Ford scans parts for savings; 1,000 engineers scramble to make cuts, keep quality
By MARY CONNELLY
DETROIT - The re-engineered 2003 Lincoln Town Car is arriving on dealer lots. But already, Ford Motor Co. is scrambling to change the suspension, this time to save money.
The Town Car is not alone. The company has 1,000 engineers picking through all of its vehicles. They are seeking ways to remove product features, find cheaper materials and rework components at a lower cost.
Ford is paying for its sins of the past. In the late 1990s, the company overengineered many vehicles, adding rich content it believed would delight consumers and convince them to pay higher prices, improving profit margins. To overcome staggering losses, Ford by mid-decade wants to trim an average $700 per unit in material costs from every vehicle built in North America. Every part and system on Ford's North American product line is under the microscope, whether the vehicle is a future model, on the road or newly revised.
But critics maintain that the changes risk quality problems.
"If you look just at the piece price, you can gain in the short term but end up paying in the long term when it comes to warranty,'' said John Henke Jr., president of Planning Perspectives Inc. in Birmingham, Mich.
Located in three buildings in Dearborn, Mich., Ford's "value engineering" brigade is working hand-in-hand with suppliers, the company's powertrain unit and the five vehicle-development teams overseeing Ford, Lincoln and Mercury products in North America.
"We need to establish a cost-control culture," Nick Scheele, Ford COO, told Wall Street analysts in a conference call in May. "We had a strategy previously which led to us putting costs in our vehicles."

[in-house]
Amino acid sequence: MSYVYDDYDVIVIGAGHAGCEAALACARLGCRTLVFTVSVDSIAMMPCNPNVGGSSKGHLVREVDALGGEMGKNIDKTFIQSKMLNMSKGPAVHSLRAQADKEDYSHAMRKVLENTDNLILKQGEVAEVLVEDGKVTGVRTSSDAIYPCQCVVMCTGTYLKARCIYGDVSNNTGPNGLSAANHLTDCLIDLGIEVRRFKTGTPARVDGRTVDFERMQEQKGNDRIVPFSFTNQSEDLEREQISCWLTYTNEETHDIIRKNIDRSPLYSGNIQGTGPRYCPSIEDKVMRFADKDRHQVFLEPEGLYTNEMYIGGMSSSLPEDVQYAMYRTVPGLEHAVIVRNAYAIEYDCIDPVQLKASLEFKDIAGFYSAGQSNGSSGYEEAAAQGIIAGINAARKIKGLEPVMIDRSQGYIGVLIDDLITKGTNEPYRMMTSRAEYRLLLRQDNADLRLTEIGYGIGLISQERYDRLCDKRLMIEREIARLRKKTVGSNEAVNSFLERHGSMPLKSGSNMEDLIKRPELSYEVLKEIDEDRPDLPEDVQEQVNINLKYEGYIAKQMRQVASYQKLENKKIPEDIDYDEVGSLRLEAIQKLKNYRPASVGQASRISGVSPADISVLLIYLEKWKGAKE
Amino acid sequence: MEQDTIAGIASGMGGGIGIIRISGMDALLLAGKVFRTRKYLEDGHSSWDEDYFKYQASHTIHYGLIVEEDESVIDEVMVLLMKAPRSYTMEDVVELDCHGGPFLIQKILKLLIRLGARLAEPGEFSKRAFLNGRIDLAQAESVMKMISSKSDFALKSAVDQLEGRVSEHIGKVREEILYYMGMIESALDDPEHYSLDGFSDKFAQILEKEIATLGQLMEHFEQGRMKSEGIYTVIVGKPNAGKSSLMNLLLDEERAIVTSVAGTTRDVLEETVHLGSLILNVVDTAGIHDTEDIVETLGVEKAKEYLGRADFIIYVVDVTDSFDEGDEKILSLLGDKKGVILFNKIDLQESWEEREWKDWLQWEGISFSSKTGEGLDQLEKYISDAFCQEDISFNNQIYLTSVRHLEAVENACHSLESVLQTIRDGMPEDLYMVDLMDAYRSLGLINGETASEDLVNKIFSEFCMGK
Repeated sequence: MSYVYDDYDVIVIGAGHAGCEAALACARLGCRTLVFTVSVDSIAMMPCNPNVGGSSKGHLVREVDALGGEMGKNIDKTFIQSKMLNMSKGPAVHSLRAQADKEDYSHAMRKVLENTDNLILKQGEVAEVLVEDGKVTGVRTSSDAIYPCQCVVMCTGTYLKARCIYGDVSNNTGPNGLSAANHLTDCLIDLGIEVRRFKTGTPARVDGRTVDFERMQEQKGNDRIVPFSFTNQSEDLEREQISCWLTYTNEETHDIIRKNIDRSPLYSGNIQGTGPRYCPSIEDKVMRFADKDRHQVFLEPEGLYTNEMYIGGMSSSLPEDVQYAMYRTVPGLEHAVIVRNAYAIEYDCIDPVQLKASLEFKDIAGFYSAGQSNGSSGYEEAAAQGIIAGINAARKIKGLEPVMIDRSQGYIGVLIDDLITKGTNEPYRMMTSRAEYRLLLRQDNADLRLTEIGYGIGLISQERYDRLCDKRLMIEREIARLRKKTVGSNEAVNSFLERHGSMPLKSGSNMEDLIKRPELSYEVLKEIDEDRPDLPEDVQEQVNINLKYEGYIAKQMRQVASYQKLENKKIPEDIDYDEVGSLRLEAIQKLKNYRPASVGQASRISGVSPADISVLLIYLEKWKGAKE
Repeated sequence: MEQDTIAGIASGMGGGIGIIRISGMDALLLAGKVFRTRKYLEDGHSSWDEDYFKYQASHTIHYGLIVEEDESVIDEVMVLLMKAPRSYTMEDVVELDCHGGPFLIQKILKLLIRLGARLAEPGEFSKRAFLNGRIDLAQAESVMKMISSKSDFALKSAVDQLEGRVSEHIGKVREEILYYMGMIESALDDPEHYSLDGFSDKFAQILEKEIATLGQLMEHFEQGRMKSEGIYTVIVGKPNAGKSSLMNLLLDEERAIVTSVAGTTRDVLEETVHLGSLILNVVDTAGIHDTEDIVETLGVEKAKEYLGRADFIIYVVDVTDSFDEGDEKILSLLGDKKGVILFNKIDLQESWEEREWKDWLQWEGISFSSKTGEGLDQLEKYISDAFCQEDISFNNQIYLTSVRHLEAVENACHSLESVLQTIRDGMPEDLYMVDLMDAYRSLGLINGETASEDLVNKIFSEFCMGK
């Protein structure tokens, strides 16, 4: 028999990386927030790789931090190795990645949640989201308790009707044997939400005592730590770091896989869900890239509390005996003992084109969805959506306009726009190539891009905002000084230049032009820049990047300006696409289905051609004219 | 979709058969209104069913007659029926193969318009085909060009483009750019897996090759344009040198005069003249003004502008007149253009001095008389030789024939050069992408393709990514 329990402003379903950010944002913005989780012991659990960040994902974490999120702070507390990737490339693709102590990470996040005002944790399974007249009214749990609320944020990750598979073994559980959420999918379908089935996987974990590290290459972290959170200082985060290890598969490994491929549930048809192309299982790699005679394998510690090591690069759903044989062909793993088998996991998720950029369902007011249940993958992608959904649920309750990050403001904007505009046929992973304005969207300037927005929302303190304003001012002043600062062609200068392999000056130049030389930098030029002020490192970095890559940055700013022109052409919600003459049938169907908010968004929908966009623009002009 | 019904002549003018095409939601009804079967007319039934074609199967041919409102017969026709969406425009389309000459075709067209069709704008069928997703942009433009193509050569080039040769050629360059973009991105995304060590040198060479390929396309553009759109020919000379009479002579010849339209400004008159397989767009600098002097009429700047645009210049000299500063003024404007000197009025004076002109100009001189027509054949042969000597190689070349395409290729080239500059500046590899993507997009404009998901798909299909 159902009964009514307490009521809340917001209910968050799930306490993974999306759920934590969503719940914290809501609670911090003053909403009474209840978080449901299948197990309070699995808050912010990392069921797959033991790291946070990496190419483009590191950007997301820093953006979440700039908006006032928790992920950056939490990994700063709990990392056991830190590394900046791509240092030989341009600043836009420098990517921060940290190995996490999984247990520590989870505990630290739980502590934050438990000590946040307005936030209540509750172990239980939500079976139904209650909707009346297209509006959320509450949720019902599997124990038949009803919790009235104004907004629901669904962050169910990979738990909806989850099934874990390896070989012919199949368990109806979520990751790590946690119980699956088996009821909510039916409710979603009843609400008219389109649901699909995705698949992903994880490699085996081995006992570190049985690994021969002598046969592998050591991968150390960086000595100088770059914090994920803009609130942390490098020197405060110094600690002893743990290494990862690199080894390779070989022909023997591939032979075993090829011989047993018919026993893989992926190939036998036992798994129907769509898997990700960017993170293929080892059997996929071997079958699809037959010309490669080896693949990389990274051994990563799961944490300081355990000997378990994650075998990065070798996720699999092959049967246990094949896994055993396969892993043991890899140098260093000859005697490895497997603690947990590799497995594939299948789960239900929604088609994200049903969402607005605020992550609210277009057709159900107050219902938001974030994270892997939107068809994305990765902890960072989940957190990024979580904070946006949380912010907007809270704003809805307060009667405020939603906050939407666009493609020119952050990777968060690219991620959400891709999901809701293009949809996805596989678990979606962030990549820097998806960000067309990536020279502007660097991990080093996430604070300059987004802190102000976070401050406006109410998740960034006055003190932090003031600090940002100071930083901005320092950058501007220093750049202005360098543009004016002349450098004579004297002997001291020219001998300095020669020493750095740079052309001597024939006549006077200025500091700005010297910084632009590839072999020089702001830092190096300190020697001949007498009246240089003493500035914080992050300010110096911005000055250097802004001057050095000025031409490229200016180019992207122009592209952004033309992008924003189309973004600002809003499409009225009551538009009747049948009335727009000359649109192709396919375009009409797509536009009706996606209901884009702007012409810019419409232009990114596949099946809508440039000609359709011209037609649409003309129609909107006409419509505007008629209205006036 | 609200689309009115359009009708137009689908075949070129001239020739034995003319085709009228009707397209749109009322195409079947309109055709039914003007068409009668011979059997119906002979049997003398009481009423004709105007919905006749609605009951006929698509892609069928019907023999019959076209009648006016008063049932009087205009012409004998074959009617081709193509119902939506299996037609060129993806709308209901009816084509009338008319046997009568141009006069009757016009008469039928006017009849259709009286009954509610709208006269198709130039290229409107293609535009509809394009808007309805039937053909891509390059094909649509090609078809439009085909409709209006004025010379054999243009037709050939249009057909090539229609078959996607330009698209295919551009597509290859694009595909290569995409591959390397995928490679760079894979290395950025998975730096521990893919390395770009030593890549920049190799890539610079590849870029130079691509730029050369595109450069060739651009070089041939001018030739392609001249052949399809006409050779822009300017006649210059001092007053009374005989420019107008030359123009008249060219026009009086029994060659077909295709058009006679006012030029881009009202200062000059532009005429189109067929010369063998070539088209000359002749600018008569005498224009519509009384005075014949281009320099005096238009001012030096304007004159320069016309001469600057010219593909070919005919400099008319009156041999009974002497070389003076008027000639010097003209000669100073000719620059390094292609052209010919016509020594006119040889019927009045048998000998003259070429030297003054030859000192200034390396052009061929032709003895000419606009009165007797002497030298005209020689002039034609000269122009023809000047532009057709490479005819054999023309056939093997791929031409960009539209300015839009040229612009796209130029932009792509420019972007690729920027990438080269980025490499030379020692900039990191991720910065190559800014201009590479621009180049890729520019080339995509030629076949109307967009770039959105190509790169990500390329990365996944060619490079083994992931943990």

Dave Marinaro, Ford director of value engineering, said "Our primary thrust is to look at a commodity or a subsystem and figure out how to deliver it with the same quality, durability and reliability but at a lower cost.''
Marinaro's team of 300 engineers is responsible for short-term savings to be gained in 2002 and 2003. A second group is addressing savings available by 2004 and 2005. And a third group is delving into new products and vehicle platforms being developed for the second half of the decade.
"There is no singular attack plan you can use," Marinaro said. "We look at new technology. We look at whether the part can be designed
using one piece versus two, or two rather than four. We look at using a part and applying it to a second or a third vehicle."
It is too early to tally the savings in the program, he said.
Ford risks exacerbating existing quality problems and driving up warranty costs, said Henke, president of Planning Perspectives and a marketing professor at Oakland University in Rochester, Mich.
In a preliminary study by his company released last week he said suppliers rank Ford as the worst major North American manufacturer for mandating "excessive and late engineering changes." The late changes "hurt Ford's ability to develop products on time and still meet quality targets,'' the study said.
Late changes affect more than the part or system being altered, Henke said. "You also have to look at it and say, 'What will the change do to the part with which it is associated and the system into which it is integrated?' That could be a problem.''
But Ford's Marinaro said the automaker is not risking quality.